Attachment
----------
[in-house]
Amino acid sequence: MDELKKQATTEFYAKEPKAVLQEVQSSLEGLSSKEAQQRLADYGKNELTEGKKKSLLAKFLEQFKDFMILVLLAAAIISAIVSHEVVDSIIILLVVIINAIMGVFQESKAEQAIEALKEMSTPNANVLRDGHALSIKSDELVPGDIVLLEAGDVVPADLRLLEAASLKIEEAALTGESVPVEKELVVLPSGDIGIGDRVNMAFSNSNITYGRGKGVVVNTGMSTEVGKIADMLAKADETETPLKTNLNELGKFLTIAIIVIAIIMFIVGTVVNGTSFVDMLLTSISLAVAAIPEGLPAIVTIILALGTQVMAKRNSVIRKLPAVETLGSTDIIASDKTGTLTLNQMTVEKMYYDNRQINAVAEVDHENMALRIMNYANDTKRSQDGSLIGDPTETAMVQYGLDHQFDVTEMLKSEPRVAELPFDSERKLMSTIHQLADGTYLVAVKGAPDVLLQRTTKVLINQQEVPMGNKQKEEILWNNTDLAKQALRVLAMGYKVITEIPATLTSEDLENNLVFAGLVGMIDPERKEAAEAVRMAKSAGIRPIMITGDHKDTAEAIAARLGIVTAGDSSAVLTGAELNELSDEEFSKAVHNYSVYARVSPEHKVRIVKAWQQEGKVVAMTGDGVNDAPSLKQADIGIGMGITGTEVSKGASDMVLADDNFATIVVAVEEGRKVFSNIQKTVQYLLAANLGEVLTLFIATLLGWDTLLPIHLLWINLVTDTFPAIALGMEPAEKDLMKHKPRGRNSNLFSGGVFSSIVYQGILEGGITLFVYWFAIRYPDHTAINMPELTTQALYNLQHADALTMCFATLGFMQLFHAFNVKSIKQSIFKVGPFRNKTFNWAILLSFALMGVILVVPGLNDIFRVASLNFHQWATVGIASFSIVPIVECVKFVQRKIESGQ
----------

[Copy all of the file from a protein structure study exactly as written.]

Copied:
[in-house]
Amino acid sequence: MDELKKQATTEFYAKEPKAVLQEVQSSLEGLSSKEAQQRLADYGKNELTEGKKKSLLAKFLEQFKDFMILVLLAAAIISAIVSHEVVDSIIILLVVIINAIMGVFQESKAEQAIEALKEMSTPNANVLRDGHALSIKSDELVPGDIVLLEAGDVVPADLRLLEAASLKIEEAALTGESVPVEKELVVLPSGDIGIGDRVNMAFSNSNITYGRGKGVVVNTGMSTEVGKIADMLAKADETETPLKTNLNELGKFLTIAIIVIAIIMFIVGTVVNGTSFVDMLLTSISLAVAAIPEGLPAIVTIILALGTQVMAKRNSVIRKLPAVETLGSTDIIASDKTGTLTLNQMTVEKMYYDNRQINAVAEVDHENMALRIMNYANDTKRSQDGSLIGDPTETAMVQYGLDHQFDVTEMLKSEPRVAELPFDSERKLMSTIHQLADGTYLVAVKGAPDVLLQRTTKVLINQQEVPMGNKQKEEILWNNTDLAKQALRVLAMGYKVITEIPATLTSEDLENNLVFAGLVGMIDPERKEAAEAVRMAKSAGIRPIMITGDHKDTAEAIAARLGIVTAGDSSAVLTGAELNELSDEEFSKAVHNYSVYARVSPEHKVRIVKAWQQEGKVVAMTGDGVNDAPSLKQADIGIGMGITGTEVSKGASDMVLADDNFATIVVAVEEGRKVFSNIQKTVQYLLAANLGEVLTLFIATLLGWDTLLPIHLLWINLVTDTFPAIALGMEPAEKDLMKHKPRGRNSNLFSGGVFSSIVYQGILEGGITLFVYWFAIRYPDHTAINMPELTTQALYNLQHADALTMCFATLGFMQLFHAFNVKSIKQSIFKVGPFRNKTFNWAILLSFALMGVILVVPGLNDIFRVASLNFHQWATVGIASFSIVPIVECVKFVQRKIESGQ